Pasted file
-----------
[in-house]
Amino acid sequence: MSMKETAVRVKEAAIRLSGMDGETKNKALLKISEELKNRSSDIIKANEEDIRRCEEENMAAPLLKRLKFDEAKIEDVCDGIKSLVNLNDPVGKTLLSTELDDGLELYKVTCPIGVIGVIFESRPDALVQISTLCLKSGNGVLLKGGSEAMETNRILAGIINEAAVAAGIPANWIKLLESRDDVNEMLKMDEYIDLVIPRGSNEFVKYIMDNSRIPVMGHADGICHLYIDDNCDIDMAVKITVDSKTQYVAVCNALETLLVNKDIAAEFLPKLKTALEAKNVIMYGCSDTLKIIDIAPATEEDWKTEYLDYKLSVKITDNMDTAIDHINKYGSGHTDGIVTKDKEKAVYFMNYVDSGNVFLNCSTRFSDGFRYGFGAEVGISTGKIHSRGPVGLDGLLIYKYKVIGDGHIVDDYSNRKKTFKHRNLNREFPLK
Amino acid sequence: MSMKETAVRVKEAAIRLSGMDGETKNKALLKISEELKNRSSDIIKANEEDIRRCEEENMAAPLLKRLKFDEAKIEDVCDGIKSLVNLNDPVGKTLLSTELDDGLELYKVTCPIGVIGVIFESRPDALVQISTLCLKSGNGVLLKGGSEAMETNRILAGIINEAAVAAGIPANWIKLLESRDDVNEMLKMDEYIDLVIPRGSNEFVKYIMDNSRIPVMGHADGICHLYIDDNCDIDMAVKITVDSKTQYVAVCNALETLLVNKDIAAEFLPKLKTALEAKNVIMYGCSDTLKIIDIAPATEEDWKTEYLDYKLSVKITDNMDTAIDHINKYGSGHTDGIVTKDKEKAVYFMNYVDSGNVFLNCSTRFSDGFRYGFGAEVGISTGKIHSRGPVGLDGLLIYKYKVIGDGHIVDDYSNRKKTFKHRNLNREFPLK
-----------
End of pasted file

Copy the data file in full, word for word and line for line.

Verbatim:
[in-house]
Amino acid sequence: MSMKETAVRVKEAAIRLSGMDGETKNKALLKISEELKNRSSDIIKANEEDIRRCEEENMAAPLLKRLKFDEAKIEDVCDGIKSLVNLNDPVGKTLLSTELDDGLELYKVTCPIGVIGVIFESRPDALVQISTLCLKSGNGVLLKGGSEAMETNRILAGIINEAAVAAGIPANWIKLLESRDDVNEMLKMDEYIDLVIPRGSNEFVKYIMDNSRIPVMGHADGICHLYIDDNCDIDMAVKITVDSKTQYVAVCNALETLLVNKDIAAEFLPKLKTALEAKNVIMYGCSDTLKIIDIAPATEEDWKTEYLDYKLSVKITDNMDTAIDHINKYGSGHTDGIVTKDKEKAVYFMNYVDSGNVFLNCSTRFSDGFRYGFGAEVGISTGKIHSRGPVGLDGLLIYKYKVIGDGHIVDDYSNRKKTFKHRNLNREFPLK
Amino acid sequence: MSMKETAVRVKEAAIRLSGMDGETKNKALLKISEELKNRSSDIIKANEEDIRRCEEENMAAPLLKRLKFDEAKIEDVCDGIKSLVNLNDPVGKTLLSTELDDGLELYKVTCPIGVIGVIFESRPDALVQISTLCLKSGNGVLLKGGSEAMETNRILAGIINEAAVAAGIPANWIKLLESRDDVNEMLKMDEYIDLVIPRGSNEFVKYIMDNSRIPVMGHADGICHLYIDDNCDIDMAVKITVDSKTQYVAVCNALETLLVNKDIAAEFLPKLKTALEAKNVIMYGCSDTLKIIDIAPATEEDWKTEYLDYKLSVKITDNMDTAIDHINKYGSGHTDGIVTKDKEKAVYFMNYVDSGNVFLNCSTRFSDGFRYGFGAEVGISTGKIHSRGPVGLDGLLIYKYKVIGDGHIVDDYSNRKKTFKHRNLNREFPLK